Tuesday, October 20, 2009

The Piano Music of Robert Schumann: Klavierwerke: Sonata #2 for Piano, Night Visions, Three Romances and Forest Scenes

Today, at long last, I'll finally cover the fourth and final disc of my four-CD recording of Schumann's piano works performed by Wilhelm Kempff. Here are discs 1, 2 and 3 if you missed them.

I've really missed Schumie and his incomparable solo piano compositions. And what's amazing to me about these works is how complex they are. It's actually easier for me to follow a symphony--with all its dozens of different instruments--than it is for me to follow a single pianist performing one of Schumann's works.

Despite repeated listens to each of the CDs in this four disc collection, I feel like I've only scratched at the surface of this music.
Robert Schumann (1810-1856)
Performed by Wilhelm Kempff (1895-1991)
Schumann: Piano Works
Deutsche Grammophone, 1975

Before we get into the listener notes, let me say without reservation that I highly, highly recommend this exceptional recording to anyone interested in classical piano music.

Listener notes for Schumann's Sonata for Piano #2 in G minor:
1) Once again, it's amazing how many voices can sing out from just ten fingers and one piano. Fortunately, this extremely complex music doesn't have the uniform, machine-made sound of Bach's Well-Tempered Clavier.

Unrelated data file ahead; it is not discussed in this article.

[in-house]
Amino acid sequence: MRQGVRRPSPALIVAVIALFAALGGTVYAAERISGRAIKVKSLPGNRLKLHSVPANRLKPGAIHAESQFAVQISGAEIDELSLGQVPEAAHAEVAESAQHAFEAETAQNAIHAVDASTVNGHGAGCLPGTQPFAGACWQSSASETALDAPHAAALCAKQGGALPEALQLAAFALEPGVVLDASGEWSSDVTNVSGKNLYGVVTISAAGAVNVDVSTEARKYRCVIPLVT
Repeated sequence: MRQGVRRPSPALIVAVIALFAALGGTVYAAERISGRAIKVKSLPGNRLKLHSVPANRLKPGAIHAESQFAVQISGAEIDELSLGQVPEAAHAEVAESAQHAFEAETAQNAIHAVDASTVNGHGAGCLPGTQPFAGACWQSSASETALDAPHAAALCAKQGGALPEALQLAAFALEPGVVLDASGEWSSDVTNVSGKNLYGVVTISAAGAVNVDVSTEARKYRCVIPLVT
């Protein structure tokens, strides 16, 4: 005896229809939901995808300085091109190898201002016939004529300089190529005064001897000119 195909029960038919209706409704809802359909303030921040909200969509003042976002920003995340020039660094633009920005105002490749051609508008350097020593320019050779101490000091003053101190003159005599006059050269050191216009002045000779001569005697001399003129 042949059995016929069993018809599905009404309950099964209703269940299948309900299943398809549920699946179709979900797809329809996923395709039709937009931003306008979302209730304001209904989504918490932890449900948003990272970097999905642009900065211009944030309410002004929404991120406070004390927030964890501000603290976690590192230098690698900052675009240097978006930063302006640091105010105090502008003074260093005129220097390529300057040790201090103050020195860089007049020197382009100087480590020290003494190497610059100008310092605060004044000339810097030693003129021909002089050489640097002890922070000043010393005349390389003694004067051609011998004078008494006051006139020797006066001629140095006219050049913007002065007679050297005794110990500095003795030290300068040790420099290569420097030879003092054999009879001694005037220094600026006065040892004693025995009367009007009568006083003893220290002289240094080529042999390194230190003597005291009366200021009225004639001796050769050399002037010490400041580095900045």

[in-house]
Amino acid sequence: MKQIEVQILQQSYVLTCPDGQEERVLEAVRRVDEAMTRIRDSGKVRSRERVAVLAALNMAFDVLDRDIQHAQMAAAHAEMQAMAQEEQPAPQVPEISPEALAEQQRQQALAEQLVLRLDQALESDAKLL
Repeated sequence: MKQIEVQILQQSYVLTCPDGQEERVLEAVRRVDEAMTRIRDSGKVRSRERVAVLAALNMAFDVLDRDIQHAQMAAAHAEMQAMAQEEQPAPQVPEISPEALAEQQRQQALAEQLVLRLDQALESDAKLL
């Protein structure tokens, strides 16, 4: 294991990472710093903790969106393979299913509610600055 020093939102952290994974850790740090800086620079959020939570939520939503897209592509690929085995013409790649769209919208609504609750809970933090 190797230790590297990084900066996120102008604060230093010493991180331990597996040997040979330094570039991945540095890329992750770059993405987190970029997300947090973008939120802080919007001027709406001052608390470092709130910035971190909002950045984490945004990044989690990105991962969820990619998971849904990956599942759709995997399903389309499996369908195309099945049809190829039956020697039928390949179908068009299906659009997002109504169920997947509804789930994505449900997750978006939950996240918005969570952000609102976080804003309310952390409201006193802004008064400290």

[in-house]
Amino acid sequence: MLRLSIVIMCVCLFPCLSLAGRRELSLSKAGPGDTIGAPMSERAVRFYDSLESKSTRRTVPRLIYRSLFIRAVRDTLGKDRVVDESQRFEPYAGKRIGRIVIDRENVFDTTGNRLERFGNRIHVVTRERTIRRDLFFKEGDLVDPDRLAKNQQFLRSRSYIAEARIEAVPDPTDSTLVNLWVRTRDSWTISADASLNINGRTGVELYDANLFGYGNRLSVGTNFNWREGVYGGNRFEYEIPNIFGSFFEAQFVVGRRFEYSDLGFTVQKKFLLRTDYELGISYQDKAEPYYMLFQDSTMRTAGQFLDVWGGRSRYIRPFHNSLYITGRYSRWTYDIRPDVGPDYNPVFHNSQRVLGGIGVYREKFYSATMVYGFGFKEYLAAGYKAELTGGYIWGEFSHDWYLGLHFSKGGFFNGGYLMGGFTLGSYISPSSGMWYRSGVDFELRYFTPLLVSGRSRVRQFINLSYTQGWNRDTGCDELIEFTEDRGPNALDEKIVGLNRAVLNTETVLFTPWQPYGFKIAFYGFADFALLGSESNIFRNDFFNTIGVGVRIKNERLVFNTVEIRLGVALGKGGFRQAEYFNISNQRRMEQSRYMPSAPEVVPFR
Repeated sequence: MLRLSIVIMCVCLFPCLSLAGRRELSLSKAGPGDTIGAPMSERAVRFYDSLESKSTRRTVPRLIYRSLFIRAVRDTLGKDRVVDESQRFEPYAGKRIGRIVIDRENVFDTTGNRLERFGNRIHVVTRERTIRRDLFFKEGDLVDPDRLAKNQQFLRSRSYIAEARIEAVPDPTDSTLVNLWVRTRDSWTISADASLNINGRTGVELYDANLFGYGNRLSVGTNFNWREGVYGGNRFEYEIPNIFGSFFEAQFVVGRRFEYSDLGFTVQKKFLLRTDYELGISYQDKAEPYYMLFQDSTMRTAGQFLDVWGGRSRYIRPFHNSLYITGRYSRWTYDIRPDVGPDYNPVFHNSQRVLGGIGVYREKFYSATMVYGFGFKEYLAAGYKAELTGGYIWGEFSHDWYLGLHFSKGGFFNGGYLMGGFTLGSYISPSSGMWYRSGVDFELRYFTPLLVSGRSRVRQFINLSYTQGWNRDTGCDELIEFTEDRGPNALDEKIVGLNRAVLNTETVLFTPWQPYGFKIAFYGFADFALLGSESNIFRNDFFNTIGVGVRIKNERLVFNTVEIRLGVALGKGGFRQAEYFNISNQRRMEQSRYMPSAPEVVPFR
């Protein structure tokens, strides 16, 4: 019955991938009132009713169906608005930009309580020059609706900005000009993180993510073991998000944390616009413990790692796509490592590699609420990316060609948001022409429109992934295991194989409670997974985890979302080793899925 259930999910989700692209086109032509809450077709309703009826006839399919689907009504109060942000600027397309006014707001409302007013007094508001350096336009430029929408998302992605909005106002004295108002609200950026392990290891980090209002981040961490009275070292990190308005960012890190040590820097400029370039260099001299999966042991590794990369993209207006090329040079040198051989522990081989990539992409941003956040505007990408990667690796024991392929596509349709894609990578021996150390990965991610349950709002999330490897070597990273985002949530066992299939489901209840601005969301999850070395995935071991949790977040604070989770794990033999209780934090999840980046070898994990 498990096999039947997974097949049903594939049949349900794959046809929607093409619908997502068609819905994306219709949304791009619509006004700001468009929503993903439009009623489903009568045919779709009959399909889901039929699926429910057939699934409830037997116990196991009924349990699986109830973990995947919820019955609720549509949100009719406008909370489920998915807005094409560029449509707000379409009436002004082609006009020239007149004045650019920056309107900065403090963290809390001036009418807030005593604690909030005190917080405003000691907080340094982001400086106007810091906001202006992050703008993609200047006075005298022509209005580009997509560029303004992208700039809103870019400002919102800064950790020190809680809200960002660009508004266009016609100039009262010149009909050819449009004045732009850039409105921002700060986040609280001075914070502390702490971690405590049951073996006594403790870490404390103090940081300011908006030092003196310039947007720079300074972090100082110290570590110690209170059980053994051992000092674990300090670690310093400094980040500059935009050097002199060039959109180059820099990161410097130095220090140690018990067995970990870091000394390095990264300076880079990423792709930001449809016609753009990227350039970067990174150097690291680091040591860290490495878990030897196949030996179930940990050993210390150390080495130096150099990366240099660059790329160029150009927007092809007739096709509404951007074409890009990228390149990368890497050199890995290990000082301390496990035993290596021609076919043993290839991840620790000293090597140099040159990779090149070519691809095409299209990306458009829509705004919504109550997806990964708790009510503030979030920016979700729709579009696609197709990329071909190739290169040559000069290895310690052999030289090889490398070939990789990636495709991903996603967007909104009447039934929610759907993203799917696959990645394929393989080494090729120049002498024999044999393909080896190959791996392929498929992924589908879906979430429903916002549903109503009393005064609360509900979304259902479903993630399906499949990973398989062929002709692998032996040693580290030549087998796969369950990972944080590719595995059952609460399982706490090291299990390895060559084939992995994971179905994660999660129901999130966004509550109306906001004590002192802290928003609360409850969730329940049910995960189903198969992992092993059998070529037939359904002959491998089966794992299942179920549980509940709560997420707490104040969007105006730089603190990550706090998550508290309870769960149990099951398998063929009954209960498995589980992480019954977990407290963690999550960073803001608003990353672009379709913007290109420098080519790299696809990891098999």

Listener notes for Nachtstucke (Night Visions):
2) I can't help but imagine ghouls or zombies traipsing to and fro when I listen to the first movement of Night Visions (Track 5, Disc 4).

3) In the second movement (Track 6), I can see happy little sprites traipsing all over the place. And then in the third movement (Track 7), it sounds like the ghouls, spirits and sprites are all holding hands and doing some sort of frolicsome dance together in a field in some kind of a creepy dreamworld. Or something.

4) The fourth movement is so sad and mournful, and such a contrast to the first three movements that it hardly seems to belong.

Listener notes for Drei Romanzen (Three Romances):
5) Interesting use of dissonant chords in many parts of the main theme of the first movement (Track 9). You can hear them right away in first minute, and they are repeated in the final minute.

6) I wonder what love state Schumann had in mind for each of these movements. Perhaps the first movement with all the dissonance was a lover's quarrel, and the second movement (Track 10) is the mournful separation, and the third and final movement (Track 11) is the playful reunion of the lovers?

Listener notes for Waldszenen (Forest Scenes):
7) The first of the Forest Scenes, Entritt ("entry" in English, Track 12) is possibly the most beautiful and elegant piece of music I've ever heard in my entire life.

8) At the 0:17 mark of Track 14 (Einsame Blumen/Lonely Flowers) it sounds like Kempff makes a bad mistake. However, the same note pattern recurs at 1:01, so unless he deliberately made the mistake twice, Schumann probably wrote it that way. For a piece about flowers, it's a bit jarring.

9) I'm wondering what Schumann meant, exactly, by naming the fourth Forest Scene "Place of Evil Fame" (Verrufene Stelle).

10) Finally, Wilhelm Kempff's playing is extremely clean throughout this disc. I didn't hear a single error or missed note--in contrast to the (admittedly few) stray mistakes on disc 1.

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